We are living in an era of obsessive tracking: Tools like FitBit and Strava track our workouts; apps like Headspace check in on our mental health. But Romain Lacombe, a French engineer and data specialist with a background in climate research, took a look at the market and saw a gap: There was no way to track our exposure to pollution.
To Lacombe, that presented a problem. Air quality has a huge impact on health and well-being: In 2015, ambient pollution, in the form of smog and particulate matter, was the fifth leading cause of mortality worldwide, resulting in 4.2 million premature deaths.
“What people don’t realize about pollution and air quality is how local it is,” Lacombe says. Unlike the weather, he adds, air quality isn’t consistent across a city; it fluctuates block by block. Busy roads, for example, will have worse air quality than quiet, car-free streets due to emissions from traffic-jammed cars, and the blocks around a coal-burning plant or factory will often contain unhealthy levels of particulate matter in the air. The siting of factories in lower-income neighborhoods of color has become a rallying point for environmental justice advocates, who argue that corporate interests are damaging the health of people who live near the facilities and often have no control over where they are located, but still must cope with the consequences.
While the discrepancies in air quality are most tangible and severe when analyzed across socioeconomic lines, they exist in every community. Lacombe founded Plume Labs in 2014 to give everyday citizens access to highly localized air-quality data, both to motivate people to seek out routes through their city where the air is clearest, but also to encourage them to take action to advocate for better clean-air policies. Lacombe is no stranger to using data to advance public good–previously, he headed up innovation and development for France’s open data initiative. This year, he was named to the class of 2018 TED Fellows for his work on the startup.
Plume Labs launched with a single product: A free app called “Air Report” that uses a mathematical forecasting model to deliver hyper-localized air-quality reports. Users can check the app to see how particulate matter and ozone levels will fluctuate in their city over the next 24 hours, and plan accordingly. Over 100,000 people worldwide use the app, Lacombe says, “and we’ve heard from people that it’s helped them to change their daily routines.” A pop-up notification warning of excess smog, for instance–a reading of around 115 on the Air Quality Index–will inform a user that it might be best to postpone marathon training until the air clears.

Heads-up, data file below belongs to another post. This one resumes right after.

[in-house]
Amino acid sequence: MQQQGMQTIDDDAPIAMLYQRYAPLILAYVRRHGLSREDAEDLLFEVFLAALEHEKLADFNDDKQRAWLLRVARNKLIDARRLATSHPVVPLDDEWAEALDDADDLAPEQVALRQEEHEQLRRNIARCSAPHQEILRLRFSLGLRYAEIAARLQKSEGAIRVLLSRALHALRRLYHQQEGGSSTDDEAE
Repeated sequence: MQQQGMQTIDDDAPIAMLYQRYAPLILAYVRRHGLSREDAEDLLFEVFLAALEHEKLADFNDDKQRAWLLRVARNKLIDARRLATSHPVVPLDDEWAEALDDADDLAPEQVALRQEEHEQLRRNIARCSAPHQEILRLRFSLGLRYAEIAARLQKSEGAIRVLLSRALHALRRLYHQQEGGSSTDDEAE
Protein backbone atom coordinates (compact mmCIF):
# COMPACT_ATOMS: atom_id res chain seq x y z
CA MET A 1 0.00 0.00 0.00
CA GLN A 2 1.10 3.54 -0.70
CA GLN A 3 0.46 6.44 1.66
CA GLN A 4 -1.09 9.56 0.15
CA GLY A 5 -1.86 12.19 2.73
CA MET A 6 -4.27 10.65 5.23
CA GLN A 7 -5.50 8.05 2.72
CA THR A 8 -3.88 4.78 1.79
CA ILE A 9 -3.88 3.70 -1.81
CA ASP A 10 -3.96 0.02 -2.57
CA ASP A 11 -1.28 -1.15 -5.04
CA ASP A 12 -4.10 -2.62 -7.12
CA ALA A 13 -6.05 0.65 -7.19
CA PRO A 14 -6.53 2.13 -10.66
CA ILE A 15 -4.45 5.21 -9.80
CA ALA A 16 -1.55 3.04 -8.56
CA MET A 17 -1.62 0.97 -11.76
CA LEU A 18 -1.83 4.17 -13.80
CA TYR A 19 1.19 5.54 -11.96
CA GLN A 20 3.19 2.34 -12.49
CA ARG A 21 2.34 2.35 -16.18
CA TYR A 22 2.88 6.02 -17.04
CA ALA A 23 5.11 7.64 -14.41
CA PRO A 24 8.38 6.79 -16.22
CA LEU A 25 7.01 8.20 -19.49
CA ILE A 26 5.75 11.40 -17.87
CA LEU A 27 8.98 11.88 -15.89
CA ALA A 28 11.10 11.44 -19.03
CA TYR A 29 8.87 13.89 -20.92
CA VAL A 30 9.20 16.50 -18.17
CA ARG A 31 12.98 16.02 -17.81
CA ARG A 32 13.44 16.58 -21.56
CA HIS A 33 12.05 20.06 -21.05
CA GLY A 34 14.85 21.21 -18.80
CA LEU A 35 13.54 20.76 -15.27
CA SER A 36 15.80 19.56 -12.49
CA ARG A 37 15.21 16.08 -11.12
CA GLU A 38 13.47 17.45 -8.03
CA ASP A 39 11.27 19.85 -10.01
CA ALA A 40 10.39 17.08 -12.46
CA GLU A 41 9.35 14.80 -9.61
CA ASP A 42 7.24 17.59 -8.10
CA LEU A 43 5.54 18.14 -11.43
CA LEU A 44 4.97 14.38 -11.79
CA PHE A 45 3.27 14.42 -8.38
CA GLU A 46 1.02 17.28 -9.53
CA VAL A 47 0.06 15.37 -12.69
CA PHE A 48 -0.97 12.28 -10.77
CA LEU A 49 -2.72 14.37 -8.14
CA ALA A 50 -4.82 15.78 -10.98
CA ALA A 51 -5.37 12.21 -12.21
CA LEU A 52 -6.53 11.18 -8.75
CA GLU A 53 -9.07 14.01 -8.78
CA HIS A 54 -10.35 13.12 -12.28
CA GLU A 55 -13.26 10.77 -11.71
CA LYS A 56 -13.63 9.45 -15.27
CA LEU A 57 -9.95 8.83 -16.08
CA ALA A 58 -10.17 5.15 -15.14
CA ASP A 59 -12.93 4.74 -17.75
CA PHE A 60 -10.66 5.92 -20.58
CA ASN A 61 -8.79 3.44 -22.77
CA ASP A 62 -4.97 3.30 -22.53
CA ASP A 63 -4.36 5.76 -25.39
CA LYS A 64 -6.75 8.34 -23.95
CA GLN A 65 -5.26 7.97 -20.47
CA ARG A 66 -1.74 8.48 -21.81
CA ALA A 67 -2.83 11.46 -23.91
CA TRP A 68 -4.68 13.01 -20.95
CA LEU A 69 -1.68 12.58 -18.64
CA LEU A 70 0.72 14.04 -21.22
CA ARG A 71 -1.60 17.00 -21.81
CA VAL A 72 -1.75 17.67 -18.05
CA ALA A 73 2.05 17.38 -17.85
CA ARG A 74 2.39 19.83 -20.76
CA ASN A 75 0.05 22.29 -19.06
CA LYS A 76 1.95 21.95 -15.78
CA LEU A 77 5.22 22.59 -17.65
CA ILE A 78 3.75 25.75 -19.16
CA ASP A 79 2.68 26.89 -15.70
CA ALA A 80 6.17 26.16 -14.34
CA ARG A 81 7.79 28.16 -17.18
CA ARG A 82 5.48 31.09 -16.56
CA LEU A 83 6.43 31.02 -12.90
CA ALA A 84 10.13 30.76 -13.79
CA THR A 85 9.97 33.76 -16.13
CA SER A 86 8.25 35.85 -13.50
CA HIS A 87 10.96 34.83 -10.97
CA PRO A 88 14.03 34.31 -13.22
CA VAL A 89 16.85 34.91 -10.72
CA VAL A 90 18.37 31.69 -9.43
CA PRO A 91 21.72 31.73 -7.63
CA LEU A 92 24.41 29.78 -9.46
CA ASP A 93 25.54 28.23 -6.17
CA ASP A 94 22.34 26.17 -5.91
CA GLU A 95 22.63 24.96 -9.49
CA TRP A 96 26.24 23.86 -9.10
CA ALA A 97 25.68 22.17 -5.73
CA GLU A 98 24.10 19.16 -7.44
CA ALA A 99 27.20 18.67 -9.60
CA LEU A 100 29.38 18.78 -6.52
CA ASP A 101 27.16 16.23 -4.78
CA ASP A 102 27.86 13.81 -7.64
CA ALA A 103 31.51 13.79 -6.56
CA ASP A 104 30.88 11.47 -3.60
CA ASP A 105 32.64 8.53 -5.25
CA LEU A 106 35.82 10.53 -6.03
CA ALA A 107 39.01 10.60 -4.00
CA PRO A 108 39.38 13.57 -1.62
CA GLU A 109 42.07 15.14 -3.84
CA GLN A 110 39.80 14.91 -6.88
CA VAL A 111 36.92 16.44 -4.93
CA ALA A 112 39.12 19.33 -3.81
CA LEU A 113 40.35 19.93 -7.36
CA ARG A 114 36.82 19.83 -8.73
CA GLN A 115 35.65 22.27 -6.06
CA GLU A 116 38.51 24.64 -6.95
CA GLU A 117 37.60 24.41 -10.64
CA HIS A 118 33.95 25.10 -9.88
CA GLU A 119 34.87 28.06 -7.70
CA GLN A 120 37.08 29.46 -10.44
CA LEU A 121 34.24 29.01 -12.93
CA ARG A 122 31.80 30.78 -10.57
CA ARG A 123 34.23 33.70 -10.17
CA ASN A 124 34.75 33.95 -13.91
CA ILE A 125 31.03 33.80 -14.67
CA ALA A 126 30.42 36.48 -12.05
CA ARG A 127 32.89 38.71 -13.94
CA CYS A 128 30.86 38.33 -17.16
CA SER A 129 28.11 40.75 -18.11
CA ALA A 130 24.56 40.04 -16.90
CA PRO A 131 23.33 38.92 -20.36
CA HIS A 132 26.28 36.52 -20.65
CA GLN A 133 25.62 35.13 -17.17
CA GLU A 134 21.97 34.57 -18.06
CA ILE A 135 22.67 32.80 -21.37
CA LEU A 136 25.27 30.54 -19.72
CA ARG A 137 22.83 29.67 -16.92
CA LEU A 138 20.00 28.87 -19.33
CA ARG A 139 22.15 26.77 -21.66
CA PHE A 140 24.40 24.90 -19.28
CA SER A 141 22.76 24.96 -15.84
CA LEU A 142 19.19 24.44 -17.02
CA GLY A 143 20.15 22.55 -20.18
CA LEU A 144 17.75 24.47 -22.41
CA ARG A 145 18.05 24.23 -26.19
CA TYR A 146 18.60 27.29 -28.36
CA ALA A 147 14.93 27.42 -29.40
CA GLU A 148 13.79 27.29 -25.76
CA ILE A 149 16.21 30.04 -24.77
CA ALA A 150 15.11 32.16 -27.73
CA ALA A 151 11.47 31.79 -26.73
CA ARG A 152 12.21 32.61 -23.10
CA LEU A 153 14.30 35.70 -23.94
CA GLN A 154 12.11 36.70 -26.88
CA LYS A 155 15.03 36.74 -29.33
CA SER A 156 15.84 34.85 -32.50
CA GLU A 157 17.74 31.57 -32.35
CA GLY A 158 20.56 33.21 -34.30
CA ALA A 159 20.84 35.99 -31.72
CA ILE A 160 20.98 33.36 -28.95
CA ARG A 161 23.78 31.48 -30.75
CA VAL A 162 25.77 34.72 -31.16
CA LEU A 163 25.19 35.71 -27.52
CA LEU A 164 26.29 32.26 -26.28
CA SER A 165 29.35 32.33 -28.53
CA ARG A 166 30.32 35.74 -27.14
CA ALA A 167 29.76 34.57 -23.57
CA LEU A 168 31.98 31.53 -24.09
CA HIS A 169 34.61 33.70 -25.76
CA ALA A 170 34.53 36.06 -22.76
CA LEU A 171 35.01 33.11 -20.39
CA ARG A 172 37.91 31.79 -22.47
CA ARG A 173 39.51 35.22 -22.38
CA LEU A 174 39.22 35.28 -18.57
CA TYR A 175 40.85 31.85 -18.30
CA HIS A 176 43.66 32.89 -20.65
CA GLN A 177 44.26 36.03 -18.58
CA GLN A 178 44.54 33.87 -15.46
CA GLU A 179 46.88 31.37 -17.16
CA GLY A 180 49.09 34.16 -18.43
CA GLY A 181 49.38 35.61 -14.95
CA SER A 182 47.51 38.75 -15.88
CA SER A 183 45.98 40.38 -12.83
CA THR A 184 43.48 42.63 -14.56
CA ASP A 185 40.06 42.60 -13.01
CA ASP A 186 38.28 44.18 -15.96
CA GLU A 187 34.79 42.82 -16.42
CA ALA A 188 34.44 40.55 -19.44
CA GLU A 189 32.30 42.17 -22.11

The second phase of Plume Lab’s air-quality tools, Lacombe says, is still in progress. It’s called Flow, and it’s a hand-held, personal air-quality tracker that will pick up data from your surroundings wherever you use it, and feed it back into Plume Labs’ larger data analytics system. “Over time, the personal data will help us make our forecasts and maps even better,” Lacombe says. At a pre-sale price of $139, it’s not exactly cheap, but one could imagine the utility: If a nonprofit fighting on behalf of a community whose air quality has been negatively impacted by a coal-burning corporate facility, they could use this tool, and the rest of Plume Labs’ data set, to make their case.
That kind of larger-scale advocacy is Lacombe’s ultimate hope for the Plume Labs, which has, to date, raised around $4 million in seed funding, mostly from European tech investors. “Most of the work we’ve been doing has been around helping individuals take action for themselves,” Lacombe says. But he’s hopeful that the data will eventually empower both advocates and policymakers to take air quality into stronger consideration. Cities like New York are looking to pass a congestion pricing measure to limit the amount of traffic in the city center, could use this kind of data to show the harmful effects of too many cars in not enough space. “The long-term vision is that the more information people have about the air and how it affects their health, the more support they will be able to generate for policies that reduce pollution,” Lacombe says.